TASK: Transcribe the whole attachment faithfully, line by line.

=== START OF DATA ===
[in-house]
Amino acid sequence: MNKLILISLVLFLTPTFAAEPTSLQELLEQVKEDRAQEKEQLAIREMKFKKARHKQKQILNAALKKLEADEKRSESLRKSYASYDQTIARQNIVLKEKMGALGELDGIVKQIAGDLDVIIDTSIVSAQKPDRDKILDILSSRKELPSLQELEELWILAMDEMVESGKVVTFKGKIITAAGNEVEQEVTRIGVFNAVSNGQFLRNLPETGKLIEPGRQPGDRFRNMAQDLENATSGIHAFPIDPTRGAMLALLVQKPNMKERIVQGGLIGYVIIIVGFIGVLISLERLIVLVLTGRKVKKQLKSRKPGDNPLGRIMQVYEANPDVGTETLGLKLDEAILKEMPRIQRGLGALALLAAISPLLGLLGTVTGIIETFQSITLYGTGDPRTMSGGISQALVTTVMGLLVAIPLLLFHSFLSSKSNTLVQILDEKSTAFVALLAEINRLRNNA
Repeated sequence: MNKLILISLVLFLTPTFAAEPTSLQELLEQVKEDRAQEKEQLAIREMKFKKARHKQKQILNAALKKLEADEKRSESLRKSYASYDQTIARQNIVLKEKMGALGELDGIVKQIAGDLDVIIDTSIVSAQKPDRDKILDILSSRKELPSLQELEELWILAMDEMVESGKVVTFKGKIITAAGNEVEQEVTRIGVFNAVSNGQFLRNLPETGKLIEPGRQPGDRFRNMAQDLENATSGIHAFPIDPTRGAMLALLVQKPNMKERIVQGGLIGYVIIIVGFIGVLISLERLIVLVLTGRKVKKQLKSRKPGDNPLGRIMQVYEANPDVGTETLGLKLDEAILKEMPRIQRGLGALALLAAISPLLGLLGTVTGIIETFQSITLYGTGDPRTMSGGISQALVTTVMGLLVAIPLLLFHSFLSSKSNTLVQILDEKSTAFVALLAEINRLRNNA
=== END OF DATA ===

[in-house]
Amino acid sequence: MNKLILISLVLFLTPTFAAEPTSLQELLEQVKEDRAQEKEQLAIREMKFKKARHKQKQILNAALKKLEADEKRSESLRKSYASYDQTIARQNIVLKEKMGALGELDGIVKQIAGDLDVIIDTSIVSAQKPDRDKILDILSSRKELPSLQELEELWILAMDEMVESGKVVTFKGKIITAAGNEVEQEVTRIGVFNAVSNGQFLRNLPETGKLIEPGRQPGDRFRNMAQDLENATSGIHAFPIDPTRGAMLALLVQKPNMKERIVQGGLIGYVIIIVGFIGVLISLERLIVLVLTGRKVKKQLKSRKPGDNPLGRIMQVYEANPDVGTETLGLKLDEAILKEMPRIQRGLGALALLAAISPLLGLLGTVTGIIETFQSITLYGTGDPRTMSGGISQALVTTVMGLLVAIPLLLFHSFLSSKSNTLVQILDEKSTAFVALLAEINRLRNNA
Repeated sequence: MNKLILISLVLFLTPTFAAEPTSLQELLEQVKEDRAQEKEQLAIREMKFKKARHKQKQILNAALKKLEADEKRSESLRKSYASYDQTIARQNIVLKEKMGALGELDGIVKQIAGDLDVIIDTSIVSAQKPDRDKILDILSSRKELPSLQELEELWILAMDEMVESGKVVTFKGKIITAAGNEVEQEVTRIGVFNAVSNGQFLRNLPETGKLIEPGRQPGDRFRNMAQDLENATSGIHAFPIDPTRGAMLALLVQKPNMKERIVQGGLIGYVIIIVGFIGVLISLERLIVLVLTGRKVKKQLKSRKPGDNPLGRIMQVYEANPDVGTETLGLKLDEAILKEMPRIQRGLGALALLAAISPLLGLLGTVTGIIETFQSITLYGTGDPRTMSGGISQALVTTVMGLLVAIPLLLFHSFLSSKSNTLVQILDEKSTAFVALLAEINRLRNNA